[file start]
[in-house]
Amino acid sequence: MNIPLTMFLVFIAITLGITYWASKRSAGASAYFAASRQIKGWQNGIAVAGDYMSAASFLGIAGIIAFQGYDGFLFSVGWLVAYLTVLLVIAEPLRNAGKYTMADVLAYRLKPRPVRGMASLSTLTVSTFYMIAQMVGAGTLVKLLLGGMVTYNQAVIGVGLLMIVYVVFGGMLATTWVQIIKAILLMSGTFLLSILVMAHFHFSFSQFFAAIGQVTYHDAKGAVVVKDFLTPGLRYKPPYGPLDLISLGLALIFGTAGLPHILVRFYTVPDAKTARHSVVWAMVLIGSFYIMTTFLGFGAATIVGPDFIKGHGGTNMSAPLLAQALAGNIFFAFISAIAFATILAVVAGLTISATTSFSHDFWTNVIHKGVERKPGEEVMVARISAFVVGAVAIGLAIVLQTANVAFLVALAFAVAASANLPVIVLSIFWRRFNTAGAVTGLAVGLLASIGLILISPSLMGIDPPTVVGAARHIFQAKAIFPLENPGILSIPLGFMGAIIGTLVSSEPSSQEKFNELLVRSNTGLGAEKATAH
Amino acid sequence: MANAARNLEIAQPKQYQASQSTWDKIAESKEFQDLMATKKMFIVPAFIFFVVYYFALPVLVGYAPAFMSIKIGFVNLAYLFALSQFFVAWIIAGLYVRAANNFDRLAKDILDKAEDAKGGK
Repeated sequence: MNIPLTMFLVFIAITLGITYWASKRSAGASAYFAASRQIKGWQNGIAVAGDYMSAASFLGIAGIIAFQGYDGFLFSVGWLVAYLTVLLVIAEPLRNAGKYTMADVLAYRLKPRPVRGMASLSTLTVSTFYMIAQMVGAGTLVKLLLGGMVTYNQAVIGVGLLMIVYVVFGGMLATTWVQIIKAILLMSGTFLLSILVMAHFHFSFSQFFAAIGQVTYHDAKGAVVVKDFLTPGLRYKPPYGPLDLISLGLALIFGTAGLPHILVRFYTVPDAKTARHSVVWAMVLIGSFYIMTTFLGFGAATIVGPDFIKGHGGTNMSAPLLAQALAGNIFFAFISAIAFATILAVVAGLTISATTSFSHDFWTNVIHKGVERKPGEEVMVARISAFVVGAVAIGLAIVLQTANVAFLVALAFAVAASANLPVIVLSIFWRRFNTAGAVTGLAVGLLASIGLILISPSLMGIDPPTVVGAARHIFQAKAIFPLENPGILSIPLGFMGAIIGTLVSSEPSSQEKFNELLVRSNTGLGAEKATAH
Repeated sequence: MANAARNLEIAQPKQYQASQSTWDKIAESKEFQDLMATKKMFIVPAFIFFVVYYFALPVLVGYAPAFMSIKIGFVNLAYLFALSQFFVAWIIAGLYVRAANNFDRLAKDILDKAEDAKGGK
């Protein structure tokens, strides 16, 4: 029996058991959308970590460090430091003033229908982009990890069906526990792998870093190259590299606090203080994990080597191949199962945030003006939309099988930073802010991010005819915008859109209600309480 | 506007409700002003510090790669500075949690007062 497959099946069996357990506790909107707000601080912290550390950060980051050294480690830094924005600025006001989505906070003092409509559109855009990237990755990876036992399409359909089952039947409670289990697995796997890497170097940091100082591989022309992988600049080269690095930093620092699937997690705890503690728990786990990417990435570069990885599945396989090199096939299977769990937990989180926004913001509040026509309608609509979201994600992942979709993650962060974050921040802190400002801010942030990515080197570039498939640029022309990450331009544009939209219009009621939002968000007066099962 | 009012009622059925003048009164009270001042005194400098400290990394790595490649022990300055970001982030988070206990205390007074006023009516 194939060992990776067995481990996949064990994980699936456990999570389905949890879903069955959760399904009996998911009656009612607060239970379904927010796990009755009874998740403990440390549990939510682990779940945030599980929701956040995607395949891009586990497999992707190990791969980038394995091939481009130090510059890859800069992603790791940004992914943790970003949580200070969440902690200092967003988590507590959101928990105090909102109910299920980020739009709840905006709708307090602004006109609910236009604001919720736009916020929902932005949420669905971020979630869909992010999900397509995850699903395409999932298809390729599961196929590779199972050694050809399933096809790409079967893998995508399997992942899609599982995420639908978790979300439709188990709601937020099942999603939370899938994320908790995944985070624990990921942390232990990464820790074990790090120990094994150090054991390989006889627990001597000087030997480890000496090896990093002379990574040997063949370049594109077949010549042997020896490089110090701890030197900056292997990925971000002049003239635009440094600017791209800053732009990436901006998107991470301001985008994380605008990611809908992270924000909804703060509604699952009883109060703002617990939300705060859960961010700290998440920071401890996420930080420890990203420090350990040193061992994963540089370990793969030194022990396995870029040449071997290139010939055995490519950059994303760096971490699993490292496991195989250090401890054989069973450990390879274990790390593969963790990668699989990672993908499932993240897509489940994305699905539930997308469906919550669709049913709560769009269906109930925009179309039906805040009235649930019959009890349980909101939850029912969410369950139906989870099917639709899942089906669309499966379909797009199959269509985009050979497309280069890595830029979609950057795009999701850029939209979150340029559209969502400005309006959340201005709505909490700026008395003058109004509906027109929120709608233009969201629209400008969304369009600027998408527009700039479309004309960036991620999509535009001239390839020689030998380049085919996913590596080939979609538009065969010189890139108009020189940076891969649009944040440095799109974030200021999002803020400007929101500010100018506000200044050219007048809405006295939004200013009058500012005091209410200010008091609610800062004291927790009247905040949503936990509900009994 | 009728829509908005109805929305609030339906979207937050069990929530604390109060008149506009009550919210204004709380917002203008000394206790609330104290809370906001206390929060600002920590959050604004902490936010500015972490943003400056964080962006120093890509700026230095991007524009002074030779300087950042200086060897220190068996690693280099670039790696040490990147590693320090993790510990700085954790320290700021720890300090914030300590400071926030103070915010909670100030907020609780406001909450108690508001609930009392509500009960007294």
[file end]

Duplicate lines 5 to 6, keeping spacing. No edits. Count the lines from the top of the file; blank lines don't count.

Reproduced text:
Repeated sequence: MANAARNLEIAQPKQYQASQSTWDKIAESKEFQDLMATKKMFIVPAFIFFVVYYFALPVLVGYAPAFMSIKIGFVNLAYLFALSQFFVAWIIAGLYVRAANNFDRLAKDILDKAEDAKGGK
């Protein structure tokens, strides 16, 4: 029996058991959308970590460090430091003033229908982009990890069906526990792998870093190259590299606090203080994990080597191949199962945030003006939309099988930073802010991010005819915008859109209600309480 | 506007409700002003510090790669500075949690007062 497959099946069996357990506790909107707000601080912290550390950060980051050294480690830094924005600025006001989505906070003092409509559109855009990237990755990876036992399409359909089952039947409670289990697995796997890497170097940091100082591989022309992988600049080269690095930093620092699937997690705890503690728990786990990417990435570069990885599945396989090199096939299977769990937990989180926004913001509040026509309608609509979201994600992942979709993650962060974050921040802190400002801010942030990515080197570039498939640029022309990450331009544009939209219009009621939002968000007066099962 | 009012009622059925003048009164009270001042005194400098400290990394790595490649022990300055970001982030988070206990205390007074006023009516 194939060992990776067995481990996949064990994980699936456990999570389905949890879903069955959760399904009996998911009656009612607060239970379904927010796990009755009874998740403990440390549990939510682990779940945030599980929701956040995607395949891009586990497999992707190990791969980038394995091939481009130090510059890859800069992603790791940004992914943790970003949580200070969440902690200092967003988590507590959101928990105090909102109910299920980020739009709840905006709708307090602004006109609910236009604001919720736009916020929902932005949420669905971020979630869909992010999900397509995850699903395409999932298809390729599961196929590779199972050694050809399933096809790409079967893998995508399997992942899609599982995420639908978790979300439709188990709601937020099942999603939370899938994320908790995944985070624990990921942390232990990464820790074990790090120990094994150090054991390989006889627990001597000087030997480890000496090896990093002379990574040997063949370049594109077949010549042997020896490089110090701890030197900056292997990925971000002049003239635009440094600017791209800053732009990436901006998107991470301001985008994380605008990611809908992270924000909804703060509604699952009883109060703002617990939300705060859960961010700290998440920071401890996420930080420890990203420090350990040193061992994963540089370990793969030194022990396995870029040449071997290139010939055995490519950059994303760096971490699993490292496991195989250090401890054989069973450990390879274990790390593969963790990668699989990672993908499932993240897509489940994305699905539930997308469906919550669709049913709560769009269906109930925009179309039906805040009235649930019959009890349980909101939850029912969410369950139906989870099917639709899942089906669309499966379909797009199959269509985009050979497309280069890595830029979609950057795009999701850029939209979150340029559209969502400005309006959340201005709505909490700026008395003058109004509906027109929120709608233009969201629209400008969304369009600027998408527009700039479309004309960036991620999509535009001239390839020689030998380049085919996913590596080939979609538009065969010189890139108009020189940076891969649009944040440095799109974030200021999002803020400007929101500010100018506000200044050219007048809405006295939004200013009058500012005091209410200010008091609610800062004291927790009247905040949503936990509900009994 | 009728829509908005109805929305609030339906979207937050069990929530604390109060008149506009009550919210204004709380917002203008000394206790609330104290809370906001206390929060600002920590959050604004902490936010500015972490943003400056964080962006120093890509700026230095991007524009002074030779300087950042200086060897220190068996690693280099670039790696040490990147590693320090993790510990700085954790320290700021720890300090914030300590400071926030103070915010909670100030907020609780406001909450108690508001609930009392509500009960007294």